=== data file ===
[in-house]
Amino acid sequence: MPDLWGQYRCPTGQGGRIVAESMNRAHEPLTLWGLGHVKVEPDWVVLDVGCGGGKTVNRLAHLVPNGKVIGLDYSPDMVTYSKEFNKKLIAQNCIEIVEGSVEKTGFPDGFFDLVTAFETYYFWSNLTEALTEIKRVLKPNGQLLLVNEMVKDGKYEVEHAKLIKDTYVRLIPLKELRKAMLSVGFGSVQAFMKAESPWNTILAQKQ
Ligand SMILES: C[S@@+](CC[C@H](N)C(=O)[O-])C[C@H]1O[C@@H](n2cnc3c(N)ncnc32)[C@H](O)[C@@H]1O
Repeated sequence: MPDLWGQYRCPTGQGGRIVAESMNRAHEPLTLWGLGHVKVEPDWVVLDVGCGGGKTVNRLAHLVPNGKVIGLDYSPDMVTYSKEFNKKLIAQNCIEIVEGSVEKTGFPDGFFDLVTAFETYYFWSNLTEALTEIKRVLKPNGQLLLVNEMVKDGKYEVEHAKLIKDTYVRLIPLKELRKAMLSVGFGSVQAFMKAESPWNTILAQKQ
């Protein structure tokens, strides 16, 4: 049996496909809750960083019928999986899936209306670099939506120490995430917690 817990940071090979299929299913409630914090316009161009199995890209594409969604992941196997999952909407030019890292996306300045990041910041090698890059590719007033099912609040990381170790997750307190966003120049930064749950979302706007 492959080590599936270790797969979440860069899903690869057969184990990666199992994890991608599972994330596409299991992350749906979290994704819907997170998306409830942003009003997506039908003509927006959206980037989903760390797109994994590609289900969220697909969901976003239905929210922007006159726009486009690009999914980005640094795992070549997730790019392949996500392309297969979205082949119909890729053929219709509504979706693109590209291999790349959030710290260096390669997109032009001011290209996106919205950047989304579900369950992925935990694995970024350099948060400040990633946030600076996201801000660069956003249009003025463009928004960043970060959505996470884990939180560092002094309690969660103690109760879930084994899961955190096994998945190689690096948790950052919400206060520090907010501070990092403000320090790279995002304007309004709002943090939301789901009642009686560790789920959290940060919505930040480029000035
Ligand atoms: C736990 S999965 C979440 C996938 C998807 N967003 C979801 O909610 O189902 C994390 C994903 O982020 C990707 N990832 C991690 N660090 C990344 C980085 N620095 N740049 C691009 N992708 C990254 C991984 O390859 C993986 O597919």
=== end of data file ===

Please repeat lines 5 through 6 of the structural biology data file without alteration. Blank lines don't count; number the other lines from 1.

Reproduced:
């Protein structure tokens, strides 16, 4: 049996496909809750960083019928999986899936209306670099939506120490995430917690 817990940071090979299929299913409630914090316009161009199995890209594409969604992941196997999952909407030019890292996306300045990041910041090698890059590719007033099912609040990381170790997750307190966003120049930064749950979302706007 492959080590599936270790797969979440860069899903690869057969184990990666199992994890991608599972994330596409299991992350749906979290994704819907997170998306409830942003009003997506039908003509927006959206980037989903760390797109994994590609289900969220697909969901976003239905929210922007006159726009486009690009999914980005640094795992070549997730790019392949996500392309297969979205082949119909890729053929219709509504979706693109590209291999790349959030710290260096390669997109032009001011290209996106919205950047989304579900369950992925935990694995970024350099948060400040990633946030600076996201801000660069956003249009003025463009928004960043970060959505996470884990939180560092002094309690969660103690109760879930084994899961955190096994998945190689690096948790950052919400206060520090907010501070990092403000320090790279995002304007309004709002943090939301789901009642009686560790789920959290940060919505930040480029000035
Ligand atoms: C736990 S999965 C979440 C996938 C998807 N967003 C979801 O909610 O189902 C994390 C994903 O982020 C990707 N990832 C991690 N660090 C990344 C980085 N620095 N740049 C691009 N992708 C990254 C991984 O390859 C993986 O597919």